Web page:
Securing patient data in the cloud using Attribute Based ... ... Securing patient data in the cloud

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  • International Journal of Scientific & Engineering Research, Volume 6, Issue 3, March-2015 265 ISSN 2229-5518

    IJSER © 2015 http://www.ijser.org

    Securing patient data in the cloud using Attribute Based Encryption

    Chiedza Hwata, R.Subburaj Professor, Gladman Jekese

    Abstract — Cloud computing has attracted attention worldwide in all industries, including the medical field leading to the rise of electronic healthcare systems. Although it has brought about an improvement in the provision of healthcare in terms of information management, it also poses a lot of security and privacy concerns to the patients. This is due to the fact that personal and highly sensitive data is outsourced to a third party (Cloud Service Provider) for processing and storage. This paper seeks to improve security of cloud-based patient data in healthcare organizations by employing a Ciphertext Policy Attribute Based Encryption (CP-ABE) scheme. The proposed scheme provides data confidentiality and allows the patient to control who accesses her personal health data by encrypting it under a specified access policy alongside with her key. It also provides collusion-resistance, flexible and immediate revocation of users who are no longer allowed to access a patient’s data.

    Index Terms— cloud computing, electronic healthcare, security, encryption, revocation, privacy, attribute based encryption ——————————  ——————————

    1 INTRODUCTION

    lot of healthcare organizations are on the move to adopt electronic healthcare systems, the case for cloud data storage which is compelling for deploying

    Electronic Healthcare systems: not only is it inexpensive but it also provides the flexible, wide-area mobile access that is increasingly needed in the modern world. It has become essential to support individual process activities and to satisfy collaboration and coordination needs by providing ready access to patient and operational information regardless of location and time. Filling this information gap by enabling the provision of the right information, to the right people, at the right time fosters new challenges, including the specification of a common information format, the interoperability among heterogeneous institutional information systems or the development of new, ubiquitous trans-institutional systems [1]. In the cloud, computing resources including storage is provided by a third party service provider [2] and [3].

    With healthcare providers looking at automating processes of health information manipulation at lower cost and higher gains, cloud computing has been viewed as an appropriate platform to deploy standard medical information systems for its scalable and cost-effective services delivered by cloud service providers [4], [5]. Despite the increased usage of cloud- based data sharing platforms, the privacy and security related problems have prevented their adoption in the healthcare domain [6],[ 7].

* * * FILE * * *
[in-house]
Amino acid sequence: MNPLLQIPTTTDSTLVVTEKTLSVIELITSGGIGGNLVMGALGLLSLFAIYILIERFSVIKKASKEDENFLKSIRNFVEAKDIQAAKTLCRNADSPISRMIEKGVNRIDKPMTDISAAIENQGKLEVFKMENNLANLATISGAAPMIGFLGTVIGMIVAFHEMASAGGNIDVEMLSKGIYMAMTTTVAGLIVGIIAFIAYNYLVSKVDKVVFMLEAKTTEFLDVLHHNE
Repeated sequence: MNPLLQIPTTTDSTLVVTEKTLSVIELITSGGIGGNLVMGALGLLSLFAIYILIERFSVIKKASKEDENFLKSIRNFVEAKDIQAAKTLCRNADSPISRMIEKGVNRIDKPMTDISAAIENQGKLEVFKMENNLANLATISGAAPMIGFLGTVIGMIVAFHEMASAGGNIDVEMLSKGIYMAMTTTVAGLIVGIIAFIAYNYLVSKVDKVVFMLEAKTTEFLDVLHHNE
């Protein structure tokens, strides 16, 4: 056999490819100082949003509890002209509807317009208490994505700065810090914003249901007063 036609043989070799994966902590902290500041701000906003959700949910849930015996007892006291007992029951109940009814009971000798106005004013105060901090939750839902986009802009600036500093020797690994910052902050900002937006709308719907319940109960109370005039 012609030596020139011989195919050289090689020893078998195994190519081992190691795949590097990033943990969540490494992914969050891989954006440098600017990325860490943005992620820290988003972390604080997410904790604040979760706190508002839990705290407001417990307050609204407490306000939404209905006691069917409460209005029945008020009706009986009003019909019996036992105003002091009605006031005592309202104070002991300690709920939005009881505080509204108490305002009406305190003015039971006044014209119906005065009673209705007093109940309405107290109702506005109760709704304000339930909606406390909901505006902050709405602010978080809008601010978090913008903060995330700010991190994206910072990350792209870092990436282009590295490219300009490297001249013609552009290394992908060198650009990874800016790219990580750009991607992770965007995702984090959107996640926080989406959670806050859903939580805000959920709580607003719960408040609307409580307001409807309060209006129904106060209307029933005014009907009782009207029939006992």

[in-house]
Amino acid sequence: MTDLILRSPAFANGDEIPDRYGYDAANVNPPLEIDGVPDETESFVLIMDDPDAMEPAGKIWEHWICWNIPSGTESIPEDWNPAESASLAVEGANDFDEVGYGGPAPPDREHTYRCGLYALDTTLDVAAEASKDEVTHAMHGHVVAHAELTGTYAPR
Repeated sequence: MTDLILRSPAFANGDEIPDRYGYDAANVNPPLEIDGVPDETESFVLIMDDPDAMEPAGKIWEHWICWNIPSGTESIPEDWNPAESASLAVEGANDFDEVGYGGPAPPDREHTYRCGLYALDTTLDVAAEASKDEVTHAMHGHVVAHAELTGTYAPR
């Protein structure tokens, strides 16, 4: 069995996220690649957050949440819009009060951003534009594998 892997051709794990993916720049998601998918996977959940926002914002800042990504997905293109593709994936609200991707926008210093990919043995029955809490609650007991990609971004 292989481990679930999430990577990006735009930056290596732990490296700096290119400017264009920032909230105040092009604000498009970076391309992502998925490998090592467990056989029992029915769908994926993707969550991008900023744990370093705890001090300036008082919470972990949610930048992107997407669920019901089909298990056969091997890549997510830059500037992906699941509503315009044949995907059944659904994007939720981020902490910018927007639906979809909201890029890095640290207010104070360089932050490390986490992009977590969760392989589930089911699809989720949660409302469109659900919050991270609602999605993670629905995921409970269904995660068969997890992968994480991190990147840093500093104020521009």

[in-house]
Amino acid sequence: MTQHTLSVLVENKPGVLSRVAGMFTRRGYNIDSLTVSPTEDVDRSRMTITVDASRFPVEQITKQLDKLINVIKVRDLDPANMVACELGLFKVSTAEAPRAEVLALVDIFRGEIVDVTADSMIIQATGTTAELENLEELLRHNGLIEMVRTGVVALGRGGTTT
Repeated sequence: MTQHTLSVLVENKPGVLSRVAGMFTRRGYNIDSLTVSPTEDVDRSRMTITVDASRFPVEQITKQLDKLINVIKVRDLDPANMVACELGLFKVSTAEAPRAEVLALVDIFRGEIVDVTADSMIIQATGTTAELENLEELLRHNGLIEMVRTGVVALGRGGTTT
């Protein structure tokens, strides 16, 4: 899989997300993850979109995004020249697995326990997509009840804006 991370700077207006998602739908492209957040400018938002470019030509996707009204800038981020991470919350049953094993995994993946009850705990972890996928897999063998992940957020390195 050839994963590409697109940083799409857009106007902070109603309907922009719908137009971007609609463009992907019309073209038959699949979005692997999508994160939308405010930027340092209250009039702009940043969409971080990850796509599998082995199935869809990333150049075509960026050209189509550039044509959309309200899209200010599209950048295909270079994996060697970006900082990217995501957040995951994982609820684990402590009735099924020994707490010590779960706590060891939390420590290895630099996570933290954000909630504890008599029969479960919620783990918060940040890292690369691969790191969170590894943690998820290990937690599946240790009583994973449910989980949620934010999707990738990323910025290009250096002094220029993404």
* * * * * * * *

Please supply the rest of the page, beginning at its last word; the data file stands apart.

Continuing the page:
———————————————— • Chiedza Hwata is an M.Tech student in Information Technology at SRM

    University, Chennai, India, E-mail: chiedza11@gmail.com • Dr. R Subburaj is a Professor and Consultant in the Department of

    Information Technology at SRM University, Chennai., India. E- mail: subburaj.spr@gmail.com

    • Gladman Jekese is an M.Tech student in Information Technology at SRM University, Chennai, India, E-mail: jgman86@gmail.com

    Lately there has been a high rate of cloud-based healthcare systems deployment yet a lot of patients’ health information has continually leaked in the past years [8]. Considering sensitivity of health data, patients start to worry because they realize that they would completely lose control over their personal information once it enters the cyberspace. On the other hand, the healthcare organizations also become skeptical of the security offered by Cloud Service providers.

    There are good reasons to be cautious in keeping medical data private and limiting the access because some employer may decide not to hire someone with a certain disease [9]. The proposed secure patient healthcare system is inspired by the need for revocation flexibility, fine-grained access control, and cost efficiency of the cloud-based patient data outsourcing paradigm. The Ciphertext Policy Attribute Based Encryption variation, proposed in this paper allows revocation of users who are no longer entitled to access patient data due to various reasons for example a medical doctor who has been let go by the health organization. It also allows a patient to selectively revoke a physician based on attributes, such that they can continue to access some less sensitive data after revocation. CP-ABE has been said to have the key escrow problem as described in [10], [11], the system proposed in this paper is collusion resistant by using a minimally trusted party for storage provision and computations.